The Brooklyn New York Islanders will be going into this season with something many of their young stars have never had; NHL playoff experience. Last years six game set with the Pittsburgh Penguins didn’t end the way they wanted, but to steal a line from Iron Man 2 “they made god bleed” and the sharks, or in this case Boston Bruins came. Travis Hamonic emerged out of the shadow of John Tavares and Mark Streit to stand in his own light and nearing 30 minutes a night. Brian Strait earned respect tripling his own playoff experience and playing about 22 minutes a night against his former team. Thomas Hickey went from punchline to punching his time clock in the playoffs in just one season. John Tavares went out and put up points at the same rate he did in the regular season.

This season Kyle Okposo, Casey Cizikas and Matt Moulson will be part of the effort for a return to the playoffs and not just an 8th place finish. The opening fistful of games provides plenty of variety for a team that goes in overconfident to get TKO’d, and at the same time will show them every variety of opponent they’ll see all season. The season opener sees them visit Michael Ryder and the New Jersey Devils, the next two games they are home to welcome Marian Gaborik and the Blue Jackets to the east, and square off with the Phoenix Coyotes. Then they have a two game set on the road to visit the Chicago BlackHawks and Nashville Predators.  With two back to back sets in the five game set, there won’t be any easy games and no time to nap on the ice.

Number of days 1-5: 8

Number of cities: 4

Best opponent: Chicago BlackHawks

Weakest opponent: Nashville Predators

Home games: 2

Projected points: 5

The opening set isn’t going to be easy, the defending champs headline the card, the Coyotes and Blue Jackets are always scrappy and the Devils and Predators both have the tools to win a good number of games. The only positives in the two back to back sets and five games in eight days are short travel distances from the first city to the second and it being early enough in the season fatigue and injuries should be minimal. While only one in five of their opponents were the playoffs last year, it has to be counted as an anomaly for the Predators and Coyotes. The Blue Jackets in their own right were a tough nut and finished with identical points to the Islanders.

Goaltending and leadership are the two big questions this year. They did as well as could be expected against the Penguins in the playoffs last year. This year in order to hit the playoffs again they have to get better results from Evgeni Nabokov, Anders Nilsson, Kevin Poulin or whoever ends up their starting and backup goaltenders. It is highly unlikely the  Islanders can climb back into the post season if they can’t knock their goals against under the 2.83 that was just barely good enough last year. Someone, Tavares, or Okposo or another player will need to step into the leadership void created by the exit of Mark Streit.

 This is a feature that will run about every two weeks (during the regular season)with improbable stats and situations in the National Hockey League.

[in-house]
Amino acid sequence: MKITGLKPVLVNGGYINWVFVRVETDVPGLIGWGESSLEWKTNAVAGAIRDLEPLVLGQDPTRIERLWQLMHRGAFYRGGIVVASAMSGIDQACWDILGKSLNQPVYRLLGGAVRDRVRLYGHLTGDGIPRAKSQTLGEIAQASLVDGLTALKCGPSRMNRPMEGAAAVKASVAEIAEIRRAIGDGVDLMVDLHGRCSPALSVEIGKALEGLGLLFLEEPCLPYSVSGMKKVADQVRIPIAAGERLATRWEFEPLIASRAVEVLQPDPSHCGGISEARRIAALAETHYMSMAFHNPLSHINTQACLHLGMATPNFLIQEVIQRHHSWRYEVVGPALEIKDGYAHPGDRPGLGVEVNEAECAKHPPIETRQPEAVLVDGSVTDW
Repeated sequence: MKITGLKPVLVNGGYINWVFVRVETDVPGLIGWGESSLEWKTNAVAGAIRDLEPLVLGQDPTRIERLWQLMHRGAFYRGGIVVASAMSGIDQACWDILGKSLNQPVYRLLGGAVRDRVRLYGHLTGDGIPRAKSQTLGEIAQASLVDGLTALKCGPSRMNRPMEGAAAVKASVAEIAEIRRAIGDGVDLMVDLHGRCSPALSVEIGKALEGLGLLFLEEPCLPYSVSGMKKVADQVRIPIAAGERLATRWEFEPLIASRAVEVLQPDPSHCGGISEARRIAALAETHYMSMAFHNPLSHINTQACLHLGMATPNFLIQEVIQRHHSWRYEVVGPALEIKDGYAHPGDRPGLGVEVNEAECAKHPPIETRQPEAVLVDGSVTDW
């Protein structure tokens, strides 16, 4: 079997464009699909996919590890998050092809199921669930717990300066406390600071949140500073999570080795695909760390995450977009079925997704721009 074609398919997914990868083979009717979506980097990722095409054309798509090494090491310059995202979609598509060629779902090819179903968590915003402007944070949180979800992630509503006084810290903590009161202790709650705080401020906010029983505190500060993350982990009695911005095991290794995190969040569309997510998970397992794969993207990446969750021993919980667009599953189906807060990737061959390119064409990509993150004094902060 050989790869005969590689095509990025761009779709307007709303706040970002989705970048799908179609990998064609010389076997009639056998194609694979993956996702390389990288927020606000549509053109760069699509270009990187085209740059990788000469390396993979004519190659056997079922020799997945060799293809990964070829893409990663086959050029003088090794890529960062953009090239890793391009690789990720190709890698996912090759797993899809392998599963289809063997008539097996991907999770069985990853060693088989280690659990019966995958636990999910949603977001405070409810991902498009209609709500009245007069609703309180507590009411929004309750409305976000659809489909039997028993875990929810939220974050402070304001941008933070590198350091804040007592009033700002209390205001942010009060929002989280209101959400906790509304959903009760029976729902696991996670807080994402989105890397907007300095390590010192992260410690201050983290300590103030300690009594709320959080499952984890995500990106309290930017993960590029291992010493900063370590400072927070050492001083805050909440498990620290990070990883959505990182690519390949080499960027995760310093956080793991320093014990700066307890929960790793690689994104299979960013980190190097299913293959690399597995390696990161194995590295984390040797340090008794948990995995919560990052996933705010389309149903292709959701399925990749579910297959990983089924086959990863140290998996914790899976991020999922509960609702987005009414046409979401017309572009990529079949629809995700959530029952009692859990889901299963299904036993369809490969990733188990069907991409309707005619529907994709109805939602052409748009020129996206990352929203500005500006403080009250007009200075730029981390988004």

The off season’s changes restack the decks for teams and make forecasting each season equal parts intriguing and infuriating. With the NHL draft and the bulk of NHL free agent signings done, we have a passable idea who 15 or more of the names penciled into the opening night lineup of each team will be.
Players:
  • … that Daniel Alfredsson would leave the Senators, and not go to one of the top contenders at the deadline but to the once again division rival Detroit Red Wings in free agency, even knowing Bobby Ryan was being traded to the Sens.
  • … that of Simon Gagne, Nathan Horton, and Rick Dipietro, right winger Nathan Horton would be the one set to begin their season late due to major injury.
  • … over two weeks into free agency Thomas Hickey and Dustin Penner would be signed to NHL deals and Mikhail Grabovski would not.
  • Matt Duchene who has won nothing, would sign a contract for more than Dustin Brown who has his name on the Cup.
  • … Tuukka Rask who coughed up a lead in the dying minutes of a Stanley Cup Final game seven would sign a contract making him the highest paid goalie in the NHL.
  • … Seth Jones would actually get passed on by three different general managers at the NHL entry draft.
  • Tyler Seguin‘s twitter problems and eviction from the Boston Bruins locker room to the Dallas Star’s would be eclipsed so quickly by the exit of Ilya Kovalchuk.
  • … Sam Gagner would be headed towards arbitration with the Edmonton Oilers who has only been their best center the last four seasons.

Teams:

  • … on July 22nd the Columbus Blue Jackets would have the 8th highest cap hit of an NHL team.
  • … after years of saying that Jonathan Bernier was a big part of their team for years and years the Los Angeles Kings would trade him for an unproven Ben Scrivens, and a fringe NHL’er in Matt Frattin.
  • … the Toronto Maple Leafs would be retaining portions of two salaries, and have bought out two new players in addition to the ones they entered the year having b
  • ought out recently and the general manager who did all four of those things would still have a job.
  • … the Colorado Avalanche’s off season accomplishments would include, passing on a consensus franchise defenseman at the draft, waiving the defenseman who lead their team in TOI last season, and only ‘improving’ their defense with the importation of Cory Sarich.
  • … The Winnipeg Jets, a Canadian team, who have the most cap space would also have the most players elect arbitration.
  • … that with the additions of Andrew Ference and Denis Grebeshkov and the addition by subtraction of others the Edmonton Oilers would have the NHL’s most improved blueline.

Some of the biggest cities are really tight to the cap, the Bruins, Flyers, and Lightning could all use a touch more cap space to deal with. Both the Bruins and Flyers are likely to lose pieces to free agency. The Canadiens are in danger of losing Ryder and Armstrong. Boston is supposedly getting attention on Seguin, and the Lecavalier to Montreal rumors won’t die until he’s retired or the Canadiens move, unless of course he does sign there.